DYNamic feedbacks of climate impacts on current Adaptation and Mitigation Investment Choice – DYNAMIC
DYNAMIC is a Marie Curie Marie Curie International Outgoing Fellowships for Career Development. The project proposes a novel framework to modeling the economic consequences of climate change impacts and the induced policy responses, in terms of both mitigation and adaptation strategies at regional scale.
DYNAMIC is a Marie Curie International Outgoing Fellowships for Career Development (IOF). The project proposes a novel framework to modeling the economic consequences of climate change impacts and the induced policy responses, in terms of both mitigation and adaptation strategies at regional scale.
To accomplish this task, the project will deliver an improved methodology compared to state-of-the-art approaches. The improved methodology will articulate in a transparent and consistent way the steps required to connect biophysical impacts, general equilibrium losses, and mitigation and adaptation strategies for globe. This is a challenging task because of the need of combing global scenarios for climate variables, such temperature and precipitation, with regional/sectoral impact response functions and adaptation strategies.
DYNAMIC is intrinsically interdisciplinary, requiring a clear understanding of the scientific basis for estimating climate impacts and the skill to combine rigorous empirical analysis with judgment and assumptions in order to cope with incomplete or incommensurate data. The work will be articulated in three main activities: (1) Selection of climate change impacts and estimation of impact response functions (2) Database on climate change impact shocks, adaptation costs and benefits, and implementation protocols for selected impacts (3) Model development and numerical exercises.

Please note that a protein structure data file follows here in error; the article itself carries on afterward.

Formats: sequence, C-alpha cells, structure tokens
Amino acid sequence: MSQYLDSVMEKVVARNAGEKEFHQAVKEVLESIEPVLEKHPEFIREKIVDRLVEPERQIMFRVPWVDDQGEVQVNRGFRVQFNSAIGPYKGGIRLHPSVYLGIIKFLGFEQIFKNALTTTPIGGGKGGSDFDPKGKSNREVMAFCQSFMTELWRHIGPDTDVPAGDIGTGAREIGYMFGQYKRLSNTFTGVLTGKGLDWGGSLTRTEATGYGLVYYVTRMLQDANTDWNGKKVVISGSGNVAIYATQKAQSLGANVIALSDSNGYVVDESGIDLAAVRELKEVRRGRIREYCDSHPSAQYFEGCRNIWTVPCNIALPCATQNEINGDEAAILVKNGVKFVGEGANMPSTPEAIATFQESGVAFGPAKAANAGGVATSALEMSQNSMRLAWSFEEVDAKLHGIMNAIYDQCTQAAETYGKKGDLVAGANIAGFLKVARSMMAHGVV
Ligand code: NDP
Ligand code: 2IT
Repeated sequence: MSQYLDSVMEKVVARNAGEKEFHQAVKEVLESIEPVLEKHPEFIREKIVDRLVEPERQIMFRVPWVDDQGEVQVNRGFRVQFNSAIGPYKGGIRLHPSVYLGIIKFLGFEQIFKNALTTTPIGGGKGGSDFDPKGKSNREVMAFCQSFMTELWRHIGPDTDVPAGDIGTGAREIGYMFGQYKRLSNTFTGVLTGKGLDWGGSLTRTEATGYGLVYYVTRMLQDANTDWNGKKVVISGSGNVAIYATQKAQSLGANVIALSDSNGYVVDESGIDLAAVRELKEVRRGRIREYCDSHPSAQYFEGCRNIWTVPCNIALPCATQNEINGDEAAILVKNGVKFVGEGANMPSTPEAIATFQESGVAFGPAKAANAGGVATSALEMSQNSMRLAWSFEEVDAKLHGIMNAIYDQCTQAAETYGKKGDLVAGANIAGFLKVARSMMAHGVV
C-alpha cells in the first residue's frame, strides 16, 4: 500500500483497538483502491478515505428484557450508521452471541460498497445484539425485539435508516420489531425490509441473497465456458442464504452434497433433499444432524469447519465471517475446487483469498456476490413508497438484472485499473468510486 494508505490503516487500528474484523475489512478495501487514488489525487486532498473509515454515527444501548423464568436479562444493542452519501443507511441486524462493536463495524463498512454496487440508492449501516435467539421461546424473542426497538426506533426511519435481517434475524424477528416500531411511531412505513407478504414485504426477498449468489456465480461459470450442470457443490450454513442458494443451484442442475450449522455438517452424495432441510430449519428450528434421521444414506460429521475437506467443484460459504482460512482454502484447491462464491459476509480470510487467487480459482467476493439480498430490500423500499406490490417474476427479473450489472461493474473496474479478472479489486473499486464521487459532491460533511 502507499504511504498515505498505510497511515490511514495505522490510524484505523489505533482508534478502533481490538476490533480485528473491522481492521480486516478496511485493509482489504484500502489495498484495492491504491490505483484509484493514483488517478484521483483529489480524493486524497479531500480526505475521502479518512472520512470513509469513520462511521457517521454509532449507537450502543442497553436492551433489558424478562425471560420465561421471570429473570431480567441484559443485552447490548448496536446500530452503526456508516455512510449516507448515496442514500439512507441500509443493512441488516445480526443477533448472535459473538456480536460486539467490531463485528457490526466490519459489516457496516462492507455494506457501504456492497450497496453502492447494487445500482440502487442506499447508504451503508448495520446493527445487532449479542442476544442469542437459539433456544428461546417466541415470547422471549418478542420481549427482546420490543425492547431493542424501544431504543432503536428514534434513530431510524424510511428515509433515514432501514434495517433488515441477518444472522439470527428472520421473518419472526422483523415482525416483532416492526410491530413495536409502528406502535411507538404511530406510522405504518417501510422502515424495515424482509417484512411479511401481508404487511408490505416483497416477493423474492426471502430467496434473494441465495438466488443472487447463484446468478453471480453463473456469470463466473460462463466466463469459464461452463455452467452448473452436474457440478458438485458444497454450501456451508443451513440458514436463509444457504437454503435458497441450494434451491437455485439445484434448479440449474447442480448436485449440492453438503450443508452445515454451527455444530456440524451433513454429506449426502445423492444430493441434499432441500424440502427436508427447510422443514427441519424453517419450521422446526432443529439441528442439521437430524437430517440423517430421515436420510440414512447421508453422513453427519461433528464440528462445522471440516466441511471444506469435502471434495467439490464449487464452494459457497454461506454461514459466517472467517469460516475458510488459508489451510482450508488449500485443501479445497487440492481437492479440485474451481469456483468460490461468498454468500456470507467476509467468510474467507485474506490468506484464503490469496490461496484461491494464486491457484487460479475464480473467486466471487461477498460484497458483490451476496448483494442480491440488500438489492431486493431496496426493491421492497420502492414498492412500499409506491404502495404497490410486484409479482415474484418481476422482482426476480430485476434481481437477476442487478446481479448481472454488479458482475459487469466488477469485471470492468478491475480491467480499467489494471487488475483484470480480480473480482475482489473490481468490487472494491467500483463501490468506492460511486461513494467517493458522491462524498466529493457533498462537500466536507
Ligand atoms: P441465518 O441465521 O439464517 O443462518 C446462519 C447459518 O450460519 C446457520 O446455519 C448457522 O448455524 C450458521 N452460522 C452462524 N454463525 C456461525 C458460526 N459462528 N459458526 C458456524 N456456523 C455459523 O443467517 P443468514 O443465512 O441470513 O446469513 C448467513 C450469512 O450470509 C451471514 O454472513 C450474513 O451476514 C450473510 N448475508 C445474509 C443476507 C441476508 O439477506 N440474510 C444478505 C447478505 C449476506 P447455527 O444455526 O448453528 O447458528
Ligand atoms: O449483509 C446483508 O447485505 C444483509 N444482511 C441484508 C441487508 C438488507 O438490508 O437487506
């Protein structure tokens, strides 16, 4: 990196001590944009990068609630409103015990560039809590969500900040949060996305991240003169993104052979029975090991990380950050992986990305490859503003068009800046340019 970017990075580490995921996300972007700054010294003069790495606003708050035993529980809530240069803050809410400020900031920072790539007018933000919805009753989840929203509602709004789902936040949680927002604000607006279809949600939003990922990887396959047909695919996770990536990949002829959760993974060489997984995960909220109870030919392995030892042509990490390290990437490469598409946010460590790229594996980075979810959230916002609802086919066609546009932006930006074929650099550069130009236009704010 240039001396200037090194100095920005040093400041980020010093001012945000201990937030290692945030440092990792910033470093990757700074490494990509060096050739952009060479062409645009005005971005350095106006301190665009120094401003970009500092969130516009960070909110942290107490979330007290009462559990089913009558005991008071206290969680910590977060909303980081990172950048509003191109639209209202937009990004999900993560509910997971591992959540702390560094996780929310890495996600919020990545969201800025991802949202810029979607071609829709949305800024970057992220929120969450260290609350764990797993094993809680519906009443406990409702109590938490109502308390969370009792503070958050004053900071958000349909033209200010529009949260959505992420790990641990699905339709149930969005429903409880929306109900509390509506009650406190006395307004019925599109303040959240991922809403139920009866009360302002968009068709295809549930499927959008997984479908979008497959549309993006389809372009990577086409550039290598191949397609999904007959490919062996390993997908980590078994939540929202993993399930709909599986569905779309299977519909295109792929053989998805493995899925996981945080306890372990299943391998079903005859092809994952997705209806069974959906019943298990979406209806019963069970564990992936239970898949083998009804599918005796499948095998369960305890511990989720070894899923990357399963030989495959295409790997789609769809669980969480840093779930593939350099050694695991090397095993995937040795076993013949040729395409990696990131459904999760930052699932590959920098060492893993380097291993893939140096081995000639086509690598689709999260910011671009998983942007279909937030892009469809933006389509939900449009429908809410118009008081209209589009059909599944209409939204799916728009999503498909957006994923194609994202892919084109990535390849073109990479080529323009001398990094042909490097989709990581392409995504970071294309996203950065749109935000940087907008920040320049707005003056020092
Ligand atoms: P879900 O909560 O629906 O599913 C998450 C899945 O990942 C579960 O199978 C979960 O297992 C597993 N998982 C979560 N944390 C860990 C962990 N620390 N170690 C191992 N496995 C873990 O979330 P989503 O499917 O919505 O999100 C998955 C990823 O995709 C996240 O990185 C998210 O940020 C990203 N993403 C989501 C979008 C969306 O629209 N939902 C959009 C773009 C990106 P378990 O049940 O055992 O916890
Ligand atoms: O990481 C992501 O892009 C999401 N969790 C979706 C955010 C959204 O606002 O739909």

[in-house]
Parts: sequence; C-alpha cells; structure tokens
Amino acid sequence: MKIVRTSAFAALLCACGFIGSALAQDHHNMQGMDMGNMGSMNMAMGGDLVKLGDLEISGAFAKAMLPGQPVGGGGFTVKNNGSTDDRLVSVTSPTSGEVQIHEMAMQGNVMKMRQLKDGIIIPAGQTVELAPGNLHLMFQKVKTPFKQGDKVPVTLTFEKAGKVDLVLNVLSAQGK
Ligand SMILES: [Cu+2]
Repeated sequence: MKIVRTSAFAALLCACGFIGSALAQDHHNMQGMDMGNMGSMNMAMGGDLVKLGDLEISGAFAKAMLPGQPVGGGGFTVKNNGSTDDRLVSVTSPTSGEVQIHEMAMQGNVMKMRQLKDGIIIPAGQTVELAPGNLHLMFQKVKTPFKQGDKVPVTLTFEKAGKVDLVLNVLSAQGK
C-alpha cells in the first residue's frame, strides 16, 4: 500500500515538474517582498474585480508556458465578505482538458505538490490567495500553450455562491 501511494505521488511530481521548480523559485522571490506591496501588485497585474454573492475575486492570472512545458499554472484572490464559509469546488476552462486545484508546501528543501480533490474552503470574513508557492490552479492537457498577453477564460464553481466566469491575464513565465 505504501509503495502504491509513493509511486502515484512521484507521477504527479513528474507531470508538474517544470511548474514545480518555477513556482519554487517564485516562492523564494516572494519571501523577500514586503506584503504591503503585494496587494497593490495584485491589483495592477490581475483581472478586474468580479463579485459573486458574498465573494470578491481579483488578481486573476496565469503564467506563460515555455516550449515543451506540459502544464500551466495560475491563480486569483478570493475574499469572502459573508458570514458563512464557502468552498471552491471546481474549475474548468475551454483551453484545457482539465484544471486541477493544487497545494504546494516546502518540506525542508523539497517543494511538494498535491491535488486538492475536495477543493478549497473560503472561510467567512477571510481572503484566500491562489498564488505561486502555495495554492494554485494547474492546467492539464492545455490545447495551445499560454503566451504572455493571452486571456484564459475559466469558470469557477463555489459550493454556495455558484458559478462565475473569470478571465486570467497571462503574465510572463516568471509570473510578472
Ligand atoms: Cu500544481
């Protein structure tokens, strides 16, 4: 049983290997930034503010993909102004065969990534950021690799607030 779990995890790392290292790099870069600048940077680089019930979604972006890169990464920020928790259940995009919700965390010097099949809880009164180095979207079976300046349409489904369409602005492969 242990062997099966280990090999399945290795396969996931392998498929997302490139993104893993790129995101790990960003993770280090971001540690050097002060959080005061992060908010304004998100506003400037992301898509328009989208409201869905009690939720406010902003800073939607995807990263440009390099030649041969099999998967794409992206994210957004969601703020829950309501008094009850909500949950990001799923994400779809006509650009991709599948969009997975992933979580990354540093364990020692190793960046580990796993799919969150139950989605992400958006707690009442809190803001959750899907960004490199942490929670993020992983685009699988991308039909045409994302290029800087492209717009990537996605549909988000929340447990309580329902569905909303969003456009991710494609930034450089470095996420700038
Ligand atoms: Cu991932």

The expected impact of this research is potentially high because it will develop a roadmap that will serve the future research on the economics of climate change impacts and adaptation. This projects will initiate a process ultimately aimed at characterizing the global damage-adaptation-mitigation nexus, but with a sectoral resolution. The data matrix and implementation protocols will provide a roadmap for translating empirical estimates of sectoral/regional impacts into shocks or reduced-form damage functions for CGE models.
The first project year will be carried out at the Boston University, under the supervision of Prof. Ian Sue Wing. The second and last project year will be carried out at FEEM, under the supervision of Dr. Francesco Bosello.